conflictSo far, 2014 seems to be the year of conflict. One thing after another has brought about some measure of conflict in my life. From family to friends to marital conflict, I’ve been a part of it all.

Here’s the deal, I hate conflict. I will do anything to avoid conflict. Conflict makes me uncomfortable, causes me to question my opinions, and threatens to hurt relationships. All of which are quite unpleasant to a people-pleaser like myself. For months I have asked myself and God, “what is wrong with me?” and “Why do I have to deal with all this?”. As God often does, He quietly spoke to my heart telling me He has placed me in this season for a reason and a purpose. So, after many a tear, I’ve decided to allow God to teach me a few things through conflict. Many of these principles I have learned from two books: Unglued by Lysa Terkurst and Walking Wisely by Charles Stanley.

1. Conflict can strengthen relationships

I specifically speak of marriage conflict, but I believe this can apply to other close relationships as well. My husband and I have had some knock out yelling matches, which is nothing I like to admit. Although in the midst of the conflict we both said things we shouldn’t have, at the end we came to a deeper understanding of one another. In the past five months I have learned more of what my husband needs from me through our conflict.  It is better to view conflict as an opportunity to grow deeper with a person rather than a negative experience.  Conflict does not have to be negative, it can be beneficial.

2. Some conflict may require healthy boundaries

I have unfortunately been thrust into a situation of conflict out of my control.  I’ll spare you the messy details, but I was accused of wrongdoing where there was none, lied about and verbally abused. In this case I followed wisdom I received from others.  After completing this suggested plan, I highly suggest this approach.

First, seek forgiveness and reconciliation from anything done wrong on your part. Extended hope and relationship repair for the future. If a lack of willingness to repair the relationship continues from the other person, which in my case it did, establish healthy boundaries. Healthy boundaries are yours to decide, but here are a few ideas. Limit conversations for a set amount of time, limit conversations for an indefinite amount of time, limit personal alone time spent together, or have a set plan for how to respond to circumstances that arise.  Let the other party know what the boundary will be, why it is in place, and offer one more chance at reconciliation. Hopefully at this point reconciliation will be the winning option, but if not, stick with the boundary.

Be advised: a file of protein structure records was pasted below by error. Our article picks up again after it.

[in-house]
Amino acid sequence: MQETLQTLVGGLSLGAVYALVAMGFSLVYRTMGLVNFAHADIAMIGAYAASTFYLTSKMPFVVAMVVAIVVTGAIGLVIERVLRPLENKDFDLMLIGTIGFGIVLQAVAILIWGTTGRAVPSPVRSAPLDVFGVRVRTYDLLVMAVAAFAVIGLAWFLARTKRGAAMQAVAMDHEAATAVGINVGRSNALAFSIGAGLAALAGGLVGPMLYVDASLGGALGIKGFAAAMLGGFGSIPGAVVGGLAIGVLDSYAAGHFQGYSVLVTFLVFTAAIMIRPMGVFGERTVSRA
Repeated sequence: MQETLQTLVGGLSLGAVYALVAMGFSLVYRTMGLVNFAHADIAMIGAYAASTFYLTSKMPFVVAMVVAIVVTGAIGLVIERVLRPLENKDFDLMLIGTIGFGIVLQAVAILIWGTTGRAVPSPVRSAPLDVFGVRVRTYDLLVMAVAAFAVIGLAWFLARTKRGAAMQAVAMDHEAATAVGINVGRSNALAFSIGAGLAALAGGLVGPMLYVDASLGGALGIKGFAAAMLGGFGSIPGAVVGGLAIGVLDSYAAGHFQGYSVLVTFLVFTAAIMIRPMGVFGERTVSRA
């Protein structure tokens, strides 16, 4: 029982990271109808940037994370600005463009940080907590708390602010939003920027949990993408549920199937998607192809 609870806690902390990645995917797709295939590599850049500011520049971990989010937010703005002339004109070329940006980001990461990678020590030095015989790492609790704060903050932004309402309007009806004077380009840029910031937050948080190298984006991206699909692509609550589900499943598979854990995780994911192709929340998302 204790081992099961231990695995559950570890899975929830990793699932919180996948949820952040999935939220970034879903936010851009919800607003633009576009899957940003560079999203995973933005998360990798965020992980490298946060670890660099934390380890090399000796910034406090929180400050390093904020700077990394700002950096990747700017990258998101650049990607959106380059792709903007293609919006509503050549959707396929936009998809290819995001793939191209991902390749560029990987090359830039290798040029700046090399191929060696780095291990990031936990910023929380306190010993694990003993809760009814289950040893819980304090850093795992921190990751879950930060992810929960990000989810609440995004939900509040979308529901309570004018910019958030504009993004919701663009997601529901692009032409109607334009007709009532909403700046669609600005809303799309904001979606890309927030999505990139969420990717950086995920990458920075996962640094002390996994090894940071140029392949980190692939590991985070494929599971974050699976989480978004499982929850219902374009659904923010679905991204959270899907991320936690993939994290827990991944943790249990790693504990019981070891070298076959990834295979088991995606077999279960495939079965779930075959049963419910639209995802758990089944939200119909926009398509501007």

This type of conflict is not ideal, and is in no way fun. The most important thing is to make sure you have emptied yourself and sought forgiveness for any wrong doing on your part. After that, there is a time to protect yourself and your family, which is where healthy boundaries are a great option.

3. There are healthy and unhealthy ways to approach conflict: Stuffers and Exploders

Stuffers tend to be passive aggressive, and push everything down to fester until one day it explodes like a volcano. Stuffers will allow conflict to fester for months before exploding. When doing this, the conflict turns into a much bigger issue than it would have if dealt with at the time of origin.

Exploders just explode at any conflict and lose rational control. Emotions take over an exploder, preventing them from working through conflict positively.

Both don’t work. Exploders don’t take the time to stop and think about how to respond, they just respond in a destructive way. I myself am an exploder.  I can’t hold it in, I lose the rational and calm side of myself, and become someone I don’t like being.  I don’t claim to be an expert on conflict but I have gained a few nuggets of wisdom on how to handle conflict in a healthy way.

  • Approach conflict after prayer. Ask God if you should discuss this, or if you need to work on your own heart.
  • Ask God to give you an opportunity to approach the topic of conflict.
  • Approach conflict with a desire to change/apologize yourself.
  • Be honest in conflict. Don’t hold anything back that could be brought up later.
  • Yelling only begets more yelling. Stay calm.

I don’t believe I have this conflict thing figured out. I still have a long way to go in changing my human habits when dealing with conflict.  I am thankful, however that God is changing me from the inside out in an area I never expected. It’s good to know God is working on me; that He hasn’t and will never give up.  When dealing with conflict, hang in there, seek Godly wisdom, and know God will use it to mold you.

 

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Tips for handling conflict

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